What’s Really Going On? Sheila Abdus-Salaam, Black Women, and Violence Against Women in Politics



Justice Sheila Abdus-Salaam prepares to speak at a New York state Senate Judiciary committee meeting at the Capitol in Albany, N.Y., on Tuesday, April 30, 2013. (Photo by Tim Roske)

On Wednesday, April 11, news outlets reported Sheila Abdus-Salaam, the first Black woman and Muslim woman judge of New York was pronounced dead; her body found in the Hudson River a day after her husband reported her missing. She was 65 years old. According to The New York Times, “the police were treating her death as a suicide.” While Governor Andrew Cuomo honored and praised Abdus-Salaam and her contributions as both a judge, activist and also advocate for the  LGBT+ community, the mystery surrounding her death has been unsettling to some; with many on social media claiming that reports of her committing suicide were false. Instead, some are calling for investigators to consider homicide as the vehicle that spurred her untimely death. Nevertheless, countless individuals, especially within the Black community, are in outrage, sadness, and disbelief over the loss of such a pivotal figure as Abdus-Salaam.

While there has been much banter on social media about the opaque nature of her death, the notions of Abdus-Salaam’s life being lost to homicide instead of suicide are not far-fetched. In a current political climate where antagonisms against Muslims, women, and Black and other marginalized communities are high, the intersectionality of these identities which Abdus-Salaam comprised — combined with her prominent position in power politics as a pioneering figure in New York state’s highest court — should not be overlooked in analyzing the perplexity surrounding her death. Moreover, Abdus-Salaam’s death is telling of the historical patterns of Black women, who, irrespective of their socio-economic and political class status, have either mysteriously died, are murdered, and are missing, and how their lives have been swept under the rug and overlooked in state, national and even community-level discourses. Also, Black women (and girls as well) who are missing or die mysteriously, do not draw as much both media and “proper” investigation processes, in comparison to their white female counterparts. The recent news of the missing Black and Latinx girls in Washington, D.C. is telling how the lives of women and girls of color are constantly castigated to the periphery.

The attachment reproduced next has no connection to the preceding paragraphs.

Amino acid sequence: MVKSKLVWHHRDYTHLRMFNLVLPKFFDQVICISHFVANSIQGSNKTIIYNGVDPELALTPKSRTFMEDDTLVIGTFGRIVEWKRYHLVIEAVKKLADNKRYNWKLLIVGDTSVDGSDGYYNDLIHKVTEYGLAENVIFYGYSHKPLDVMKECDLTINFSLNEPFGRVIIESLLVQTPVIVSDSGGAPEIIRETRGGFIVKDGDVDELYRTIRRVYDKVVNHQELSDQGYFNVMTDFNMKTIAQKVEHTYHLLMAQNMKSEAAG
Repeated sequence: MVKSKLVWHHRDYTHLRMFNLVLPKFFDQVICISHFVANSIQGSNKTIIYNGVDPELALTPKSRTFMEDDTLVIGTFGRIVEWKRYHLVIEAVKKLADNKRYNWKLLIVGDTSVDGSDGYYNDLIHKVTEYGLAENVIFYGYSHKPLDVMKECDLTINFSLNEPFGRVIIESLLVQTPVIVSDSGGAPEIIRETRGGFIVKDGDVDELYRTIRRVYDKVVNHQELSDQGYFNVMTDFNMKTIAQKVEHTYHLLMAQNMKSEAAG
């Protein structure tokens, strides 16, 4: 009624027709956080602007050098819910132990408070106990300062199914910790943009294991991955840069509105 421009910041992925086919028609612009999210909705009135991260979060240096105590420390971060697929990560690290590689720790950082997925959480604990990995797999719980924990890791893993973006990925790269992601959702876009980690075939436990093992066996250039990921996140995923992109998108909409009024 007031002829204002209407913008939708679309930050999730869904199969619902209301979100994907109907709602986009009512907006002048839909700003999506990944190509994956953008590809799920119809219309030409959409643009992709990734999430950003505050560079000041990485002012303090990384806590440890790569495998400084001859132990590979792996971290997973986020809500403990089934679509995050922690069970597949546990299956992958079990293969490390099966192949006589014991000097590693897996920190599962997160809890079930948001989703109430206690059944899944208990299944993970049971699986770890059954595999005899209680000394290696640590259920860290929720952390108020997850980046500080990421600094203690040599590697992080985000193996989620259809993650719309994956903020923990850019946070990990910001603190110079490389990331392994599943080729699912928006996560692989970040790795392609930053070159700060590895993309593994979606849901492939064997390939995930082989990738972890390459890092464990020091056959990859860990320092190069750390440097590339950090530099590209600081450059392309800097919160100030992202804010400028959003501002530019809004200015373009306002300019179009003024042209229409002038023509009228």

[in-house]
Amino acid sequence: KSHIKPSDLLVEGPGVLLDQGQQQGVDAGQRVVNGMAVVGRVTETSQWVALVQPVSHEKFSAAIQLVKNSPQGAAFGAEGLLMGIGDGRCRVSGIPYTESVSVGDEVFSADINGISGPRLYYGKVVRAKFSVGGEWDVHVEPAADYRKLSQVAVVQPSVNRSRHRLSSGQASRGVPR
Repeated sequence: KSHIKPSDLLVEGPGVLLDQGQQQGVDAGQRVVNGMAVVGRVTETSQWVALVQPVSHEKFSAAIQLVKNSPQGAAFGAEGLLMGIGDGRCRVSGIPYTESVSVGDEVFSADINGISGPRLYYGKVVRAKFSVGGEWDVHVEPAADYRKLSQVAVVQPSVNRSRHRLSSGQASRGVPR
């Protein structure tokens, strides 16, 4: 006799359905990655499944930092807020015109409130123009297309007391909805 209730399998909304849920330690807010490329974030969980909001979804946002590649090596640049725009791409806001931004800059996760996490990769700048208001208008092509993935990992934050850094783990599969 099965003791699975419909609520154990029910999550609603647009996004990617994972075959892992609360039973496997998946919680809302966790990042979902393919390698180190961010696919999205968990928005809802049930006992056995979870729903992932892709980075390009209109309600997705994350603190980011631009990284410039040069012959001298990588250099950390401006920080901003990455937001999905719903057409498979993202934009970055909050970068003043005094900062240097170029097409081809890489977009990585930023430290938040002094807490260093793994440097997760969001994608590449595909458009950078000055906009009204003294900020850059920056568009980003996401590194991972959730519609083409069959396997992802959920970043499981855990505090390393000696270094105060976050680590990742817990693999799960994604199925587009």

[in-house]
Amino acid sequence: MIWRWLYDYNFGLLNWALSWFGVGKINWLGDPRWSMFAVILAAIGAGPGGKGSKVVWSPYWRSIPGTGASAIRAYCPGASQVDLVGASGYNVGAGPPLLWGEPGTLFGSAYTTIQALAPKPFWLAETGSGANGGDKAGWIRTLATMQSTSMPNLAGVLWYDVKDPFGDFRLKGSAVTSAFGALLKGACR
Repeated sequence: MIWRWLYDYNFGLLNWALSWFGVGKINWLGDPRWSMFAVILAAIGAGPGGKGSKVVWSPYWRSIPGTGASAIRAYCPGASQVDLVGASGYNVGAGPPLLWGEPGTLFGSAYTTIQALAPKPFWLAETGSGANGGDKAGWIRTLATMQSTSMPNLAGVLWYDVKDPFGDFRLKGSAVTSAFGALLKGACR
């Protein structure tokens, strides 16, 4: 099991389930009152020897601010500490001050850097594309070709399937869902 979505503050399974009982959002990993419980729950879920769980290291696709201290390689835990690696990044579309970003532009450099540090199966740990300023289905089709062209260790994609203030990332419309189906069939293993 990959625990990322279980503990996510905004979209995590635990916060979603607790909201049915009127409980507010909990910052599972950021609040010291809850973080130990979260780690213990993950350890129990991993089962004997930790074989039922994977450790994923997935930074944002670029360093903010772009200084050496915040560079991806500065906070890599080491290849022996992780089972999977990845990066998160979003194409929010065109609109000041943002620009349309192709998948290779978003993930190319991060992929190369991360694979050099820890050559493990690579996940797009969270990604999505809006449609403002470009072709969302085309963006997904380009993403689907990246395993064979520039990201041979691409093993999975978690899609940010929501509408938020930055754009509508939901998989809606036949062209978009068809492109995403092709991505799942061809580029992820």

However, while many Black women and girls are disproportionately killed via racialized state violence and gender-based violence and their disparities persist across the socio-political and economic gamut — Black women who too, are engaged in politics also endure physical, verbal and emotional violence and harassment in their capacities. As Abdus-Salaam’s case unfolds, it is important to investigate both the physical and psychological implications of Black women who are in the political sphere and how they navigate racialized-gendered hierarchies and counter threats of violence — especially when they are resisting state-sanctioned frameworks which threaten the maintenance of the white male patriarchial, supremacist establishment. Recently, Fox News host Bill O’Reilly hurled racially charged and misogynistic epithets at Congresswoman Maxine Waters, in reference to her hair as a “James Brown wig.” In response, Waters confidently retorted, “Let me just say this: I’m a strong black woman and I cannot be intimidated. I cannot be undermined. I cannot be thought to be afraid of Bill O’Reilly or anybody.”

Around the same time between of the O’Reilly-Walters exchange, White House press secretary, Sean Spicer, told April Ryan, who is the American Urban Radio Network’s White House Correspondent, to “stop shaking your head”, after Ryan probed Spicer about Trump’s relationship with Russia. These incidents sparked activist and educator, Brittany Packnett, to create the Twitter hashtag, #BlackWomenAtWork, which discussed the various experiences of Black women who have endured outwards acts of racism, sexism, microaggressions and violence in workplace environments.